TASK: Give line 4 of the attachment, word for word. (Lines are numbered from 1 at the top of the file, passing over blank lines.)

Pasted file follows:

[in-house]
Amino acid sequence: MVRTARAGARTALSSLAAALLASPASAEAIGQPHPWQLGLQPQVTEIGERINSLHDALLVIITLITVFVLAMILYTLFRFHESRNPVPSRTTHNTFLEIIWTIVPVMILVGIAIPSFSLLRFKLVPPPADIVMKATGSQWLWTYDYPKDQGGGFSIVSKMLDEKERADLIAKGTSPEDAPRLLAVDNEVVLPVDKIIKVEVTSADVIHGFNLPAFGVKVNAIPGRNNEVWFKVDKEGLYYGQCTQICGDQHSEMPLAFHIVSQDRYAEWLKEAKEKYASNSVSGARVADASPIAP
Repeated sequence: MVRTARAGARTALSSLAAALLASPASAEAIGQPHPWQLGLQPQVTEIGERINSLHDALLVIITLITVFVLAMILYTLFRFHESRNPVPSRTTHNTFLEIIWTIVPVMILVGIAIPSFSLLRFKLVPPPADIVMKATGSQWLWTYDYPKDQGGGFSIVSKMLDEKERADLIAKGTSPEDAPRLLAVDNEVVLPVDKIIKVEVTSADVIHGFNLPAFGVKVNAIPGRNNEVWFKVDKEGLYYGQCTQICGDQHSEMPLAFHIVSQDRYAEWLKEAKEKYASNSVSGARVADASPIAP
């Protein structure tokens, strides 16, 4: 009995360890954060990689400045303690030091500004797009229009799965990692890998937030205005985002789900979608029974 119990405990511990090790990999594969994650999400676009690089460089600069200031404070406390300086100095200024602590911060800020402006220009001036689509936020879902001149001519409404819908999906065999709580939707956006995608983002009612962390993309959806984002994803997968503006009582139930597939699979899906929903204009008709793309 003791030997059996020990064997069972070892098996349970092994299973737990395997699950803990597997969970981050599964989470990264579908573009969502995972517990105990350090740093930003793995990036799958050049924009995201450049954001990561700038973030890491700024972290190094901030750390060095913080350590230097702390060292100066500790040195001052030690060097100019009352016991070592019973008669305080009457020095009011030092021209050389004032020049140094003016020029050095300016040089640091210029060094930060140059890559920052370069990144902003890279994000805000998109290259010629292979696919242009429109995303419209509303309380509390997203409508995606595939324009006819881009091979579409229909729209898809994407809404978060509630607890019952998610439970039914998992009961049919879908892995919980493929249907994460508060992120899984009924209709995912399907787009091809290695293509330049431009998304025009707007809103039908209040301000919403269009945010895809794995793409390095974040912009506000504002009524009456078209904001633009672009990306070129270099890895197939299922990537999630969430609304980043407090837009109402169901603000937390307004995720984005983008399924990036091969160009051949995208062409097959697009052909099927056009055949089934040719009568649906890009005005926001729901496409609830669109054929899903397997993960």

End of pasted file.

């Protein structure tokens, strides 16, 4: 009995360890954060990689400045303690030091500004797009229009799965990692890998937030205005985002789900979608029974 119990405990511990090790990999594969994650999400676009690089460089600069200031404070406390300086100095200024602590911060800020402006220009001036689509936020879902001149001519409404819908999906065999709580939707956006995608983002009612962390993309959806984002994803997968503006009582139930597939699979899906929903204009008709793309 003791030997059996020990064997069972070892098996349970092994299973737990395997699950803990597997969970981050599964989470990264579908573009969502995972517990105990350090740093930003793995990036799958050049924009995201450049954001990561700038973030890491700024972290190094901030750390060095913080350590230097702390060292100066500790040195001052030690060097100019009352016991070592019973008669305080009457020095009011030092021209050389004032020049140094003016020029050095300016040089640091210029060094930060140059890559920052370069990144902003890279994000805000998109290259010629292979696919242009429109995303419209509303309380509390997203409508995606595939324009006819881009091979579409229909729209898809994407809404978060509630607890019952998610439970039914998992009961049919879908892995919980493929249907994460508060992120899984009924209709995912399907787009091809290695293509330049431009998304025009707007809103039908209040301000919403269009945010895809794995793409390095974040912009506000504002009524009456078209904001633009672009990306070129270099890895197939299922990537999630969430609304980043407090837009109402169901603000937390307004995720984005983008399924990036091969160009051949995208062409097959697009052909099927056009055949089934040719009568649906890009005005926001729901496409609830669109054929899903397997993960």